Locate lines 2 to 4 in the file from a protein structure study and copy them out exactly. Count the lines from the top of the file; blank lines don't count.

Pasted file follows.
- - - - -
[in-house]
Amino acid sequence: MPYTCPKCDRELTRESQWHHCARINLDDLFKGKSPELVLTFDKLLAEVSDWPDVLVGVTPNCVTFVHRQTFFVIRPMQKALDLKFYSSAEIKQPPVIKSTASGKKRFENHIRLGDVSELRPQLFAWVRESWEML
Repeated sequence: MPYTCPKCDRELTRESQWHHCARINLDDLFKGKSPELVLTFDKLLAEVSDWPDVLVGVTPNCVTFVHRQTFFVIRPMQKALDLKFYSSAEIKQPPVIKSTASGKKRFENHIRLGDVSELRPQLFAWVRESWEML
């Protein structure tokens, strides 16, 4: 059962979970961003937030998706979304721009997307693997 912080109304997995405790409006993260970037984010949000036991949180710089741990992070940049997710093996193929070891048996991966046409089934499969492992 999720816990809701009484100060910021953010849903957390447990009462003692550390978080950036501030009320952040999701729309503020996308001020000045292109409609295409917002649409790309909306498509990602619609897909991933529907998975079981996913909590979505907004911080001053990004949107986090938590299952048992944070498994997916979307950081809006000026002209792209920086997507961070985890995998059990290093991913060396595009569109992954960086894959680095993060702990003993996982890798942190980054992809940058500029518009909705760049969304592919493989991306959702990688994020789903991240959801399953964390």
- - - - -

Amino acid sequence: MPYTCPKCDRELTRESQWHHCARINLDDLFKGKSPELVLTFDKLLAEVSDWPDVLVGVTPNCVTFVHRQTFFVIRPMQKALDLKFYSSAEIKQPPVIKSTASGKKRFENHIRLGDVSELRPQLFAWVRESWEML
Repeated sequence: MPYTCPKCDRELTRESQWHHCARINLDDLFKGKSPELVLTFDKLLAEVSDWPDVLVGVTPNCVTFVHRQTFFVIRPMQKALDLKFYSSAEIKQPPVIKSTASGKKRFENHIRLGDVSELRPQLFAWVRESWEML
């Protein structure tokens, strides 16, 4: 059962979970961003937030998706979304721009997307693997 912080109304997995405790409006993260970037984010949000036991949180710089741990992070940049997710093996193929070891048996991966046409089934499969492992 999720816990809701009484100060910021953010849903957390447990009462003692550390978080950036501030009320952040999701729309503020996308001020000045292109409609295409917002649409790309909306498509990602619609897909991933529907998975079981996913909590979505907004911080001053990004949107986090938590299952048992944070498994997916979307950081809006000026002209792209920086997507961070985890995998059990290093991913060396595009569109992954960086894959680095993060702990003993996982890798942190980054992809940058500029518009909705760049969304592919493989991306959702990688994020789903991240959801399953964390």